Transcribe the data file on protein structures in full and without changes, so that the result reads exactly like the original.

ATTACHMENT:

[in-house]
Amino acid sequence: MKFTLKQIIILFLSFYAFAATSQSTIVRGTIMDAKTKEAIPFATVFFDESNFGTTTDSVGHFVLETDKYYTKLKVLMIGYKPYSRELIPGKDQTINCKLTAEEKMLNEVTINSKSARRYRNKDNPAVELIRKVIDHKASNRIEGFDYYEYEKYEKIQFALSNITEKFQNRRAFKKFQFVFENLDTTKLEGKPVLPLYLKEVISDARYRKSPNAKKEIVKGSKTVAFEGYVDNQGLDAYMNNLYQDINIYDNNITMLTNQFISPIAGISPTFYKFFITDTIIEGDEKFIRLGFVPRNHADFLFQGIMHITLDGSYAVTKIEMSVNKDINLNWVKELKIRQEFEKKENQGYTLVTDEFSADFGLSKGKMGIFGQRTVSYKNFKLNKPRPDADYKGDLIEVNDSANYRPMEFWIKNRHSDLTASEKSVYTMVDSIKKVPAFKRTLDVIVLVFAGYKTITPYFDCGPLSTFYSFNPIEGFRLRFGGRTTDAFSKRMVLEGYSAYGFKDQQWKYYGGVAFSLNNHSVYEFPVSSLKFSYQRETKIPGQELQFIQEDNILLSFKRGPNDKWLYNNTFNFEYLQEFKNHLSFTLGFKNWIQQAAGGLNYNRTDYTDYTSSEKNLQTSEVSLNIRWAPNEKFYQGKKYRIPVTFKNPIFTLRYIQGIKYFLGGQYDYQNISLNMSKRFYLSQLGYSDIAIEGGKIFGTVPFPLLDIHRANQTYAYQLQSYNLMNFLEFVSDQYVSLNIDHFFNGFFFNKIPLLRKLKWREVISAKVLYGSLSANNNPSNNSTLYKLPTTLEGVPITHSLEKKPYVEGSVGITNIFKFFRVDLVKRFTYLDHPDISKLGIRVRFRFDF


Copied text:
[in-house]
Amino acid sequence: MKFTLKQIIILFLSFYAFAATSQSTIVRGTIMDAKTKEAIPFATVFFDESNFGTTTDSVGHFVLETDKYYTKLKVLMIGYKPYSRELIPGKDQTINCKLTAEEKMLNEVTINSKSARRYRNKDNPAVELIRKVIDHKASNRIEGFDYYEYEKYEKIQFALSNITEKFQNRRAFKKFQFVFENLDTTKLEGKPVLPLYLKEVISDARYRKSPNAKKEIVKGSKTVAFEGYVDNQGLDAYMNNLYQDINIYDNNITMLTNQFISPIAGISPTFYKFFITDTIIEGDEKFIRLGFVPRNHADFLFQGIMHITLDGSYAVTKIEMSVNKDINLNWVKELKIRQEFEKKENQGYTLVTDEFSADFGLSKGKMGIFGQRTVSYKNFKLNKPRPDADYKGDLIEVNDSANYRPMEFWIKNRHSDLTASEKSVYTMVDSIKKVPAFKRTLDVIVLVFAGYKTITPYFDCGPLSTFYSFNPIEGFRLRFGGRTTDAFSKRMVLEGYSAYGFKDQQWKYYGGVAFSLNNHSVYEFPVSSLKFSYQRETKIPGQELQFIQEDNILLSFKRGPNDKWLYNNTFNFEYLQEFKNHLSFTLGFKNWIQQAAGGLNYNRTDYTDYTSSEKNLQTSEVSLNIRWAPNEKFYQGKKYRIPVTFKNPIFTLRYIQGIKYFLGGQYDYQNISLNMSKRFYLSQLGYSDIAIEGGKIFGTVPFPLLDIHRANQTYAYQLQSYNLMNFLEFVSDQYVSLNIDHFFNGFFFNKIPLLRKLKWREVISAKVLYGSLSANNNPSNNSTLYKLPTTLEGVPITHSLEKKPYVEGSVGITNIFKFFRVDLVKRFTYLDHPDISKLGIRVRFRFDF